Is it reasonable to expect someone with "basic knowledge" of banking and "experience in business or another discipline" to set bank risk limits, monitor exposure and judge management's risk controls? Having spent 31 years in banking, my professional opinion is that it is unreasonable and unfair to expect someone with basic knowledge of banking to meet the FDIC's standard for director qualifications.

I have reviewed board data for 430 U.S. banks of all sizes. My conclusion: The director selection model for too many U.S. banks does not reflect the industry's risk profile realities of 2012.

Despite our nation's history of high bank failure rates, we see little evidence that director selection has evolved from the 1950s era of "paint-by-number" banking. Back then, interest rates were regulated, net interest margins were guaranteed and lending policies were overseen by bankers who survived the Great Depression. None of that is true today.

For good reason, Citigroup's board has been transformed since 2007 when it was a Who's Who of Fortune 50 CEOs. Today, only one director predates 2007. Seven of the 11 outside directors have substantial experience in banking, bank supervision and financial oversight.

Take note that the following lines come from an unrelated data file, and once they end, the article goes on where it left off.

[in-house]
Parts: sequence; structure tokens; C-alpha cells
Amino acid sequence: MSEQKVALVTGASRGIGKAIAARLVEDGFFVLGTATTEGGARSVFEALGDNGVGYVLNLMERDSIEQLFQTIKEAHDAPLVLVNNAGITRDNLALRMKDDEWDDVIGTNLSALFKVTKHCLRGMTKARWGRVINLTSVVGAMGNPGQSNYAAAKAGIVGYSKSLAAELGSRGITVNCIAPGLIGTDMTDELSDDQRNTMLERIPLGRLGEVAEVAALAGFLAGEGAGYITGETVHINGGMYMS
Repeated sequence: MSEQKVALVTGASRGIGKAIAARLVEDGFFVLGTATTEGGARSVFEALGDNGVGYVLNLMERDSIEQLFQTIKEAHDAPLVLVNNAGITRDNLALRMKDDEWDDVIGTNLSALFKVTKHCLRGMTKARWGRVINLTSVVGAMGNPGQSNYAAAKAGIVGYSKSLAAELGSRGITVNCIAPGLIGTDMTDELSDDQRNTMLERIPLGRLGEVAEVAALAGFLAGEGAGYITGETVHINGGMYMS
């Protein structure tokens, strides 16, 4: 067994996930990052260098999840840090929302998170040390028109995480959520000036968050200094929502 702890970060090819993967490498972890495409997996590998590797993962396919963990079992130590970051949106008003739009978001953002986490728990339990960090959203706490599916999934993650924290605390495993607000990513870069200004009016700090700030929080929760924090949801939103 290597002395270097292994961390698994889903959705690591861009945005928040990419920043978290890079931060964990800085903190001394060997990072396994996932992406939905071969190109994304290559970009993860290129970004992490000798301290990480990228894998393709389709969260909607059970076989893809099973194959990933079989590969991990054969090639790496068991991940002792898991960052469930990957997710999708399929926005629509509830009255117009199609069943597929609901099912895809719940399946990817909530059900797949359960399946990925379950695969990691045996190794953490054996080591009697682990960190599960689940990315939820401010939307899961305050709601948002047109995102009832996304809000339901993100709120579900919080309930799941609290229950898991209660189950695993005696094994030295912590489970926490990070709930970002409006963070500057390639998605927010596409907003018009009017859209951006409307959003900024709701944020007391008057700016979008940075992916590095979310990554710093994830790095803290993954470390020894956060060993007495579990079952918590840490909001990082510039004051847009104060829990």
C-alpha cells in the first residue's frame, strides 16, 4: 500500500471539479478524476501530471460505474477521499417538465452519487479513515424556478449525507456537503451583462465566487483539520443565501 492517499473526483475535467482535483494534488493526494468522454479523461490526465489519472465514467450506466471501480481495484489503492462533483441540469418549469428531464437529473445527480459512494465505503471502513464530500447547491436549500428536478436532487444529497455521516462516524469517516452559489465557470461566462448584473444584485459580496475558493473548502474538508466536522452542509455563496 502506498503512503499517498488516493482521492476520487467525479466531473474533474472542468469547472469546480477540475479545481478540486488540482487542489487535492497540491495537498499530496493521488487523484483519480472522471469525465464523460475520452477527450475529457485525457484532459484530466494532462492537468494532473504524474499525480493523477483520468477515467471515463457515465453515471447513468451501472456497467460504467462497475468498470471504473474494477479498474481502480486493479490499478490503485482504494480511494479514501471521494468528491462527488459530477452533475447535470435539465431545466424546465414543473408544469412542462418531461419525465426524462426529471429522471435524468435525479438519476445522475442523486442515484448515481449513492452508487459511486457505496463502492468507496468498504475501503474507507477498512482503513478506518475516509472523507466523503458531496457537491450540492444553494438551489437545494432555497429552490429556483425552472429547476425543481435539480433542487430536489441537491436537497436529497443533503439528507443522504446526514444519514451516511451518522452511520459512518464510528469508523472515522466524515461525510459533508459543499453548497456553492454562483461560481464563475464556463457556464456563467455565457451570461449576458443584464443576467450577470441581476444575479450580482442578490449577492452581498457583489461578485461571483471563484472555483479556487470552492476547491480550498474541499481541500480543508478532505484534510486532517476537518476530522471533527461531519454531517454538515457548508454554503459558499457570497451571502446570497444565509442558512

In contrast, consider the boards of 37 banks with assets between $10 billion and $299 billion. Of the 476 directors, 16% are bank executives. Non-executive directors include 6% with commercial banking backgrounds and 1% with regulatory experience.  Another 9% are from private equity/investments, 7% are lawyers and 9% are CPAs/CFOs. More than half (52%) of the directors have business, academic and non-profit experience outside of banking or investments.

Is it possible the U.S. banking system suffers from a severe shortage of directors with the hands-on experience and formal training to govern our banks? 

Every 20 to 25 years we seem to be reminded that banking is a tough business. Directors would serve their investors well by clearly documenting their qualifications to form bank strategy, set risk limits and monitor controls. 

The Bank Directors Club needs to be more exclusive. Unqualified directors would be wise to heed Groucho Marx's counsel.

Richard J. Parsons spent 31 years in banking. He now writes about the industry.  His book, "Broke: America's Banking System," will be published by The Risk Management Association in spring 2013.

 

 

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Comments (2)
Editor's note: The author, Richard J. Parsons, should not be confused with Richard D. Parsons, the former chairman of Citigroup.
Posted by Marc Hochstein, Executive Editor, American Banker | Friday, October 19 2012 at 2:47PM ET
Your point about Citi groups new is mute. The only reason they replaced their board is because for the third time in the last 30 years, they again failed. If they were not "too big to fail", you would not even be able to reference their new board members, but only talk of the deriliction of duties of the past board.
Posted by dahlers | Friday, October 19 2012 at 3:24PM ET